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Soulstice: Dead Letter Perfect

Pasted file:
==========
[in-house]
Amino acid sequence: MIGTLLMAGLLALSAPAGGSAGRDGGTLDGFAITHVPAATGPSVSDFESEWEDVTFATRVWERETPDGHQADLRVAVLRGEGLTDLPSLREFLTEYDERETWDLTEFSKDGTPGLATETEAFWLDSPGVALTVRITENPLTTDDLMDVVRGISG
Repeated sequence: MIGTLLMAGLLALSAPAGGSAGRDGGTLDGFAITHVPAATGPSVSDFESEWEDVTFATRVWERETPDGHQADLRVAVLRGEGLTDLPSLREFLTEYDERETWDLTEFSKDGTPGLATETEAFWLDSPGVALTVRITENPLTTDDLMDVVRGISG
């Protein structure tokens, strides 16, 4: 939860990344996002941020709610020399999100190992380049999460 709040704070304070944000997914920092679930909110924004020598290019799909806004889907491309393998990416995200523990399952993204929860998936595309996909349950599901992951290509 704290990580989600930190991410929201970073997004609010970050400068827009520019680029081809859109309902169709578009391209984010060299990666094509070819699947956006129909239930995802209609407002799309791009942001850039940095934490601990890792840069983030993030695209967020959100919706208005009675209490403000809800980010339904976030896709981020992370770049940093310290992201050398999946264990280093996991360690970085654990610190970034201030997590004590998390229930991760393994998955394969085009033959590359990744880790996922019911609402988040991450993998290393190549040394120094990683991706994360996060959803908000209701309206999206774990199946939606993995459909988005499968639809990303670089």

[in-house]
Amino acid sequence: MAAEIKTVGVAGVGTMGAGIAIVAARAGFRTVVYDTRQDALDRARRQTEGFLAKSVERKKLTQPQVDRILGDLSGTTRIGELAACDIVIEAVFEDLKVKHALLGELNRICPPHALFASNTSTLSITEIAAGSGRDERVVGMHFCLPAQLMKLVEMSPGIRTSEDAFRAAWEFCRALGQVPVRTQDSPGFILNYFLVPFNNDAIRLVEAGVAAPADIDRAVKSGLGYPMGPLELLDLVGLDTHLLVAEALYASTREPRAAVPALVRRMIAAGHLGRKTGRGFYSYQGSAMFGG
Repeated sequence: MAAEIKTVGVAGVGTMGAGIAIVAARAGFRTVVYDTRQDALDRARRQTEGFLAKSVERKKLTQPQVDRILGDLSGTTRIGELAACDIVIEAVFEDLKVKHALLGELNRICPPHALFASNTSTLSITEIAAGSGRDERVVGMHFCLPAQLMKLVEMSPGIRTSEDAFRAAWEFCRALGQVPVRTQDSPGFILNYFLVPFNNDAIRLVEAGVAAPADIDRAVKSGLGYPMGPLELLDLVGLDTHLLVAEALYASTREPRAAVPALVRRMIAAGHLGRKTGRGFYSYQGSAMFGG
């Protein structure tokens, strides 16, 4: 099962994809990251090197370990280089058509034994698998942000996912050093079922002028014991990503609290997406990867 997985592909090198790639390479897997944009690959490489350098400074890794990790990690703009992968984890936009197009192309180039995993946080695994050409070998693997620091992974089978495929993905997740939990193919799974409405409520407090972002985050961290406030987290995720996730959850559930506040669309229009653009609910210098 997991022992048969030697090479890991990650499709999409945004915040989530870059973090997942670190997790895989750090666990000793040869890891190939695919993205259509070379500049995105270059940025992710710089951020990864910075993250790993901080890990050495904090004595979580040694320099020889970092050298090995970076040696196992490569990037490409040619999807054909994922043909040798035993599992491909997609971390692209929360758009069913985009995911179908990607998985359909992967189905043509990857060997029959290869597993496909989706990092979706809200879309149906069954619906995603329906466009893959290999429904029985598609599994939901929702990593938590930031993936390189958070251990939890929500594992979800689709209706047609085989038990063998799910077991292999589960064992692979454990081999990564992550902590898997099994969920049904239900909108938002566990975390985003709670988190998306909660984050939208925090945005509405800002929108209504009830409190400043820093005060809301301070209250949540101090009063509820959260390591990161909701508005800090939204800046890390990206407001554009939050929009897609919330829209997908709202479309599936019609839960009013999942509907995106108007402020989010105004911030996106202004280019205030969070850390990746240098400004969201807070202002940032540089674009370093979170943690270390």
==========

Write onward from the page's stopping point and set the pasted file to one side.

From Kanye to Common, the Midwest is burning with talent and Chi-town native Soulstice throws his own words into the competition with his latest Dead Letter Perfect (Wandering Soul), making him a viable contender. Soulstice, one half of the group Wade Waters, returns with this solo effort as he spits soulful lyrics and conscious rhymes. It’s no shock that Soulstice tackles heavy subject matters with intelligence; he does have a Master’s in electrical computer engineering. Also a master lyricist, Soulstice proves his verbal agility through powerful and insightful prose heard throughout Dead Letter Perfect. Thankfully, his wordsmanship overshadows the sometimes inconsistent beats that riddle this album. Good thing for Soulstice he doesn’t pretend to be the perfect rapper admitting his faults on “Not Perfect”: “Nah, I’m not perfect, in fact sometimes far from it/Might break rules depending on how bad I want it/Sometimes patient, sometimes I’m not/Sometimes forget to appreciate what I’ve got.”Soulstice doesn’t disregard the imperfections found in his music; instead he does what he does best and fills Dead Letter Perfect with verbal explosions full of intelligent rhymes. On the album opener “Southside Ride,” Soulstice sets the stage for his lyrical power. “Explode on contact, lines of shrapnel/You know it’s raw when you hear the vinyl crackle/Pen is my muse, drawn not from women and booze/Uh, a little bit but not enough to get it confused/Soulstice spit grimy and gritty as hell/Not too many other cats rep my city this well/Chi-town, ride down, Southside we live/Got sick night game plus a nine-to-five.”On “World On Fire” Soulstice trades verses with his Wade Waters partner Haysoos.  The chemistry displayed between these two easily makes this the best track on the album.  He also teams up with D.C. based rapper Oddisee on the business plan anthem “Get It Right.” Even though Dead Letter Perfect has a few weak tracks including “Be Strong” and “The Time;” Soulstice still manages to put together a healthy album full of conscious music over soulful beats. His music sounds nothing like his Midwest peers, but no one ever got noticed for following in another’s footsteps. While Soulstice isn’t the world’s greatest MC, he’s taking a chance to change the world of Hip-Hop with his own version of soul.

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